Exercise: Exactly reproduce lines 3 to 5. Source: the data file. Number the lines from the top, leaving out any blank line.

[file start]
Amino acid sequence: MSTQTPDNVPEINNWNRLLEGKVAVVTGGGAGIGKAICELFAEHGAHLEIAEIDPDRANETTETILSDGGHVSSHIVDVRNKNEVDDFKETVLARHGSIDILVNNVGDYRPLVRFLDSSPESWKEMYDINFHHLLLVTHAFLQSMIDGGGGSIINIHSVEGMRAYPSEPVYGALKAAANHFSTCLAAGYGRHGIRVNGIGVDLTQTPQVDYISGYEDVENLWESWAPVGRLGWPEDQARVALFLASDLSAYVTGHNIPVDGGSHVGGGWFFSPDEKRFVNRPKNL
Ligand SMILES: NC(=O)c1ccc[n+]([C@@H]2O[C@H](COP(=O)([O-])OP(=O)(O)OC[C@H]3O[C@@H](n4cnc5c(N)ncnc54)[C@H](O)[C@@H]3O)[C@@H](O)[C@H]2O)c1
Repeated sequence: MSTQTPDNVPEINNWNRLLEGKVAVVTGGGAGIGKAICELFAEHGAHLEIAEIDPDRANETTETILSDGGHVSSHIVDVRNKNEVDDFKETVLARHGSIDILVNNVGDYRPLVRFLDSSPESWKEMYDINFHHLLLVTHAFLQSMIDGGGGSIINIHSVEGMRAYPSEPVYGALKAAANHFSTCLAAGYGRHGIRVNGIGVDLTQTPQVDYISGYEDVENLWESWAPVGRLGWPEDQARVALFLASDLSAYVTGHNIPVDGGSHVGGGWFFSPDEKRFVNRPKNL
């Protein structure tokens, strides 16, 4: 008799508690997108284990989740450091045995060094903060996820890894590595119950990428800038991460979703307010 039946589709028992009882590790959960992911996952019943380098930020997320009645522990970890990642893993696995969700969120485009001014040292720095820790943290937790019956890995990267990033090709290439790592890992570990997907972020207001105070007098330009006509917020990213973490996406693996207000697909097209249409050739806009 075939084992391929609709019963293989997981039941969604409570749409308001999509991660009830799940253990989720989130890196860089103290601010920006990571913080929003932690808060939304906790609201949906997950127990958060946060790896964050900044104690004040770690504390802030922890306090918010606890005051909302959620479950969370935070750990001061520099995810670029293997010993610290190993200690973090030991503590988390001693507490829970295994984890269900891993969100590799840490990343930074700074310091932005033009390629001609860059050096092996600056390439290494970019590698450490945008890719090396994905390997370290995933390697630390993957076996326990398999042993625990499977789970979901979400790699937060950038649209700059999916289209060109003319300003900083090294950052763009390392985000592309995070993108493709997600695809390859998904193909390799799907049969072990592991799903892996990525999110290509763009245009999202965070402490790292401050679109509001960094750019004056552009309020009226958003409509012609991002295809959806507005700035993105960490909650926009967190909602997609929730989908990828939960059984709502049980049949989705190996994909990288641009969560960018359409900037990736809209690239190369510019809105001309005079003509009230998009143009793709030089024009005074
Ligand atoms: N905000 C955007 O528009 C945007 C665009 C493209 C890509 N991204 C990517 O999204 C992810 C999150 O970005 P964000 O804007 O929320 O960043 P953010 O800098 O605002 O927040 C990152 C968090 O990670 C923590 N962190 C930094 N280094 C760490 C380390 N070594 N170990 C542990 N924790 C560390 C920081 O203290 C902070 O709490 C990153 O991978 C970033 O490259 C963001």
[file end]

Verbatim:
Repeated sequence: MSTQTPDNVPEINNWNRLLEGKVAVVTGGGAGIGKAICELFAEHGAHLEIAEIDPDRANETTETILSDGGHVSSHIVDVRNKNEVDDFKETVLARHGSIDILVNNVGDYRPLVRFLDSSPESWKEMYDINFHHLLLVTHAFLQSMIDGGGGSIINIHSVEGMRAYPSEPVYGALKAAANHFSTCLAAGYGRHGIRVNGIGVDLTQTPQVDYISGYEDVENLWESWAPVGRLGWPEDQARVALFLASDLSAYVTGHNIPVDGGSHVGGGWFFSPDEKRFVNRPKNL
């Protein structure tokens, strides 16, 4: 008799508690997108284990989740450091045995060094903060996820890894590595119950990428800038991460979703307010 039946589709028992009882590790959960992911996952019943380098930020997320009645522990970890990642893993696995969700969120485009001014040292720095820790943290937790019956890995990267990033090709290439790592890992570990997907972020207001105070007098330009006509917020990213973490996406693996207000697909097209249409050739806009 075939084992391929609709019963293989997981039941969604409570749409308001999509991660009830799940253990989720989130890196860089103290601010920006990571913080929003932690808060939304906790609201949906997950127990958060946060790896964050900044104690004040770690504390802030922890306090918010606890005051909302959620479950969370935070750990001061520099995810670029293997010993610290190993200690973090030991503590988390001693507490829970295994984890269900891993969100590799840490990343930074700074310091932005033009390629001609860059050096092996600056390439290494970019590698450490945008890719090396994905390997370290995933390697630390993957076996326990398999042993625990499977789970979901979400790699937060950038649209700059999916289209060109003319300003900083090294950052763009390392985000592309995070993108493709997600695809390859998904193909390799799907049969072990592991799903892996990525999110290509763009245009999202965070402490790292401050679109509001960094750019004056552009309020009226958003409509012609991002295809959806507005700035993105960490909650926009967190909602997609929730989908990828939960059984709502049980049949989705190996994909990288641009969560960018359409900037990736809209690239190369510019809105001309005079003509009230998009143009793709030089024009005074
Ligand atoms: N905000 C955007 O528009 C945007 C665009 C493209 C890509 N991204 C990517 O999204 C992810 C999150 O970005 P964000 O804007 O929320 O960043 P953010 O800098 O605002 O927040 C990152 C968090 O990670 C923590 N962190 C930094 N280094 C760490 C380390 N070594 N170990 C542990 N924790 C560390 C920081 O203290 C902070 O709490 C990153 O991978 C970033 O490259 C963001």